In one clear-welling draught of ecstasy—


No longer a mere boy—the very spirit

Of Spring awaking out of crystal slumbers

To a new Eden, breaking into flower

And song and fragrance out of his own heart!


“I’ve got a tidy bit to do

Before dark—

Ay, and how ever I’ll get through

I cannot tell!”—

This was the burden of her song

The whole day long:

Yet was her day too short, and in the throng

Of household cares night fell.


O lucky wife, with much to do

Before dark!

Pity the luckless who get through

Before night falls,

Who listlessly must linger still,

With time to kill,

And no dear duty to fulfil,

Until the long day palls.


What need to hold an inquest!—suicide

In a clear-seeing moment of despair

After long years of ceaseless agony:

Small need to question how or why she died.

Rather your inquest, coroner, should be

To find out why a victim should be born

For sacrifice to such a destiny.


And so we’re hanging Robert Smith to-day.

We’re hanging him?

                    Ay, so the papers say.

But I’m no hangman.

                    No, to save your face,

You pay another man to take your place.

Mine? Nonsense! I know nothing of the case:

Murders are not in my line: I’d not heard

A thing about it—hadn’t read a word . . .

Why, till you spoke just now, I didn’t know

There’d even been a trial!

                              Ay, just so,

Murders are not in our line, as you say,

And yet we’re taking a man’s life to-day.


In sailing it were good to have a chart

To steer a course by, and keep us in good heart

Throughout the voyage, even if in the end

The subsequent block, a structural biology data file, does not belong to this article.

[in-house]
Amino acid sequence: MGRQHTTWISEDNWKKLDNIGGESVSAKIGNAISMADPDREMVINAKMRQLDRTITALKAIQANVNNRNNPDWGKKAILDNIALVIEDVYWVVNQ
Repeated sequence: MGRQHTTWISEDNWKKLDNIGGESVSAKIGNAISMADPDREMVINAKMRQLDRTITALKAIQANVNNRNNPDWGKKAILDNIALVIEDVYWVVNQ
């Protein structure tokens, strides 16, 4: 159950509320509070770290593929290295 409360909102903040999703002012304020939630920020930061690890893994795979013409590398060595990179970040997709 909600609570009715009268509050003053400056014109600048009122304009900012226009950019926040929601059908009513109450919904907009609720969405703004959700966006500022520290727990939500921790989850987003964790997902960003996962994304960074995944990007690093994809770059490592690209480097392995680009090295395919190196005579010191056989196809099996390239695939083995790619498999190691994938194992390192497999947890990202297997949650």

We founder on unnoted shoals: but we,

Pressed for life’s voyage, must venture recklessly,

Without a chart or compass, on and on,

Keeping precarious foothold on the slant

And slippery deck, o’er swallowing deeps, and run

Before the wind of hazard, ignorant

Even of the airt from which the wind is blowing

That drives us onward, and not even knowing

If there be any harbour to be won.


Give us security! to life we cry.

And would you, then, have death before you die?


They tell us there is no stability,

That naught abides for ever anywhere;

The everlasting hills dissolve in air,

Frittered by wind and rain incessantly;

The solid rock is but a whirling motion

Of perishing dust, the sun, a failing fire;

A fleet evaporation, the old ocean;

And love, a self-consuming brief desire.


And yet, if evanescence be eternal—

Change, the one constant, this body of our death

Exists not: death were immobility;

And change is life, the spirit’s very breath

Of being; and we are one with the supernal

Swirl of the ever-living ecstasy.


Midway between their old life and the new,

A company of Russian peasants, bound

For Canada, they sit and stare around,

Bewildered by the dream they are passing through—

This queer, incredible dream of sitting still

In trains or boats all day with naught to do

But sit—who even in childhood seldom knew

An hour without some duty to fulfil.


Too dazed for thought—they whose whole mother-wit

Is in their cunning hands’ activities,

So strangely indolent with hands on knees,

Sick for the old home jobs, and ill at ease

In a new world of alien luxuries

And purgatorial idleness they sit.


While in the last cold rays like birds of steel

The airmen poise and soar,

The ploughman, spinning homeward on his wheel,

’Lights at his cottage door,

Wearied of steering all the livelong day

His humming tractor through the heavy clay.


In highest heaven they move in eager flight: